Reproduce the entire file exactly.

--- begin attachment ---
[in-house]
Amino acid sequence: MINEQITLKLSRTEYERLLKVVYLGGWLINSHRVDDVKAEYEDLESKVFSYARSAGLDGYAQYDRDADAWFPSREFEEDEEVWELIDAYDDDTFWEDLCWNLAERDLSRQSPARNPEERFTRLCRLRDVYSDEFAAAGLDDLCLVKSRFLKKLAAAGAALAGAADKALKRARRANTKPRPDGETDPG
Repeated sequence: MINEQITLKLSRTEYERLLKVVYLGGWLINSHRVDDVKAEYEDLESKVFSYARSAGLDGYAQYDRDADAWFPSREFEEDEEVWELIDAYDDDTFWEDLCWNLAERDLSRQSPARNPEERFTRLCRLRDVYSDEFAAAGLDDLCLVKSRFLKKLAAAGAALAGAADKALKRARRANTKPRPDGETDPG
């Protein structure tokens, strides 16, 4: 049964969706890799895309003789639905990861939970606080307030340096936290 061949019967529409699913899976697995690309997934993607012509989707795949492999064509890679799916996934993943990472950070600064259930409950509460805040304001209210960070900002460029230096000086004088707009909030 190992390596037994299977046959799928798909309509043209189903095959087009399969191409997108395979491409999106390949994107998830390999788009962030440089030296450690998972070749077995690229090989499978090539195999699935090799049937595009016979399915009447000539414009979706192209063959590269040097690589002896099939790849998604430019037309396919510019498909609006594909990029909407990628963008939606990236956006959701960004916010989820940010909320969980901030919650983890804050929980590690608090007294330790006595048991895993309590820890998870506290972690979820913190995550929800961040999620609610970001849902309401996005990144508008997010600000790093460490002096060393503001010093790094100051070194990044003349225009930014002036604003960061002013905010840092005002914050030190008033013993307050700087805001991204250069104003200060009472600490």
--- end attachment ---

[in-house]
Amino acid sequence: MINEQITLKLSRTEYERLLKVVYLGGWLINSHRVDDVKAEYEDLESKVFSYARSAGLDGYAQYDRDADAWFPSREFEEDEEVWELIDAYDDDTFWEDLCWNLAERDLSRQSPARNPEERFTRLCRLRDVYSDEFAAAGLDDLCLVKSRFLKKLAAAGAALAGAADKALKRARRANTKPRPDGETDPG
Repeated sequence: MINEQITLKLSRTEYERLLKVVYLGGWLINSHRVDDVKAEYEDLESKVFSYARSAGLDGYAQYDRDADAWFPSREFEEDEEVWELIDAYDDDTFWEDLCWNLAERDLSRQSPARNPEERFTRLCRLRDVYSDEFAAAGLDDLCLVKSRFLKKLAAAGAALAGAADKALKRARRANTKPRPDGETDPG
């Protein structure tokens, strides 16, 4: 049964969706890799895309003789639905990861939970606080307030340096936290 061949019967529409699913899976697995690309997934993607012509989707795949492999064509890679799916996934993943990472950070600064259930409950509460805040304001209210960070900002460029230096000086004088707009909030 190992390596037994299977046959799928798909309509043209189903095959087009399969191409997108395979491409999106390949994107998830390999788009962030440089030296450690998972070749077995690229090989499978090539195999699935090799049937595009016979399915009447000539414009979706192209063959590269040097690589002896099939790849998604430019037309396919510019498909609006594909990029909407990628963008939606990236956006959701960004916010989820940010909320969980901030919650983890804050929980590690608090007294330790006595048991895993309590820890998870506290972690979820913190995550929800961040999620609610970001849902309401996005990144508008997010600000790093460490002096060393503001010093790094100051070194990044003349225009930014002036604003960061002013905010840092005002914050030190008033013993307050700087805001991204250069104003200060009472600490």